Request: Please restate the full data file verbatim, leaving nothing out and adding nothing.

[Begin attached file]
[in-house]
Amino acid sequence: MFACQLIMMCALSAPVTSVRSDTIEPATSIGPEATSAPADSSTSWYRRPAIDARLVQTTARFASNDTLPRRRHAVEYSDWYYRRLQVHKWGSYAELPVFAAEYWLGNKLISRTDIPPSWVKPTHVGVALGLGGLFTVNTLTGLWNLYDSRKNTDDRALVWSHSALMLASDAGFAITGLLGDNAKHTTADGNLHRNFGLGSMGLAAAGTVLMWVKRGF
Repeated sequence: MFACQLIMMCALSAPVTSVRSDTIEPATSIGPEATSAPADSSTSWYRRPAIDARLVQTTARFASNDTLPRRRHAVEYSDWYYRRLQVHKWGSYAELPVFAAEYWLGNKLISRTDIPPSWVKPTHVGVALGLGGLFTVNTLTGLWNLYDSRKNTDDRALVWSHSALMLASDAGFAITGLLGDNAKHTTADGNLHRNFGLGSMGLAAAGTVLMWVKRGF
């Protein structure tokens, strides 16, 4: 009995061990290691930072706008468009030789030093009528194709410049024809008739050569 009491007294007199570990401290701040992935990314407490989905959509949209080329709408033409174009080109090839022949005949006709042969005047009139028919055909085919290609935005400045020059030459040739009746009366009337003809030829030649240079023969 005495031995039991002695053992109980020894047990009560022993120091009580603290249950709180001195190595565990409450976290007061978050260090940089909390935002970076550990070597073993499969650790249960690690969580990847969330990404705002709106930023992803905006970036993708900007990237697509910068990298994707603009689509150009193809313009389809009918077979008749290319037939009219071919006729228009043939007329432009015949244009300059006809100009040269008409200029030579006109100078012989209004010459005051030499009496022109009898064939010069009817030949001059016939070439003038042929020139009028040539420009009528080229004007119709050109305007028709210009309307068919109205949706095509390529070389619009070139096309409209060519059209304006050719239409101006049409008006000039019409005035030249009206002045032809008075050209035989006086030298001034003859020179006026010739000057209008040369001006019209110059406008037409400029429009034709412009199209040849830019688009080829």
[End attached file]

[in-house]
Amino acid sequence: MFACQLIMMCALSAPVTSVRSDTIEPATSIGPEATSAPADSSTSWYRRPAIDARLVQTTARFASNDTLPRRRHAVEYSDWYYRRLQVHKWGSYAELPVFAAEYWLGNKLISRTDIPPSWVKPTHVGVALGLGGLFTVNTLTGLWNLYDSRKNTDDRALVWSHSALMLASDAGFAITGLLGDNAKHTTADGNLHRNFGLGSMGLAAAGTVLMWVKRGF
Repeated sequence: MFACQLIMMCALSAPVTSVRSDTIEPATSIGPEATSAPADSSTSWYRRPAIDARLVQTTARFASNDTLPRRRHAVEYSDWYYRRLQVHKWGSYAELPVFAAEYWLGNKLISRTDIPPSWVKPTHVGVALGLGGLFTVNTLTGLWNLYDSRKNTDDRALVWSHSALMLASDAGFAITGLLGDNAKHTTADGNLHRNFGLGSMGLAAAGTVLMWVKRGF
């Protein structure tokens, strides 16, 4: 009995061990290691930072706008468009030789030093009528194709410049024809008739050569 009491007294007199570990401290701040992935990314407490989905959509949209080329709408033409174009080109090839022949005949006709042969005047009139028919055909085919290609935005400045020059030459040739009746009366009337003809030829030649240079023969 005495031995039991002695053992109980020894047990009560022993120091009580603290249950709180001195190595565990409450976290007061978050260090940089909390935002970076550990070597073993499969650790249960690690969580990847969330990404705002709106930023992803905006970036993708900007990237697509910068990298994707603009689509150009193809313009389809009918077979008749290319037939009219071919006729228009043939007329432009015949244009300059006809100009040269008409200029030579006109100078012989209004010459005051030499009496022109009898064939010069009817030949001059016939070439003038042929020139009028040539420009009528080229004007119709050109305007028709210009309307068919109205949706095509390529070389619009070139096309409209060519059209304006050719239409101006049409008006000039019409005035030249009206002045032809008075050209035989006086030298001034003859020179006026010739000057209008040369001006019209110059406008037409400029429009034709412009199209040849830019688009080829």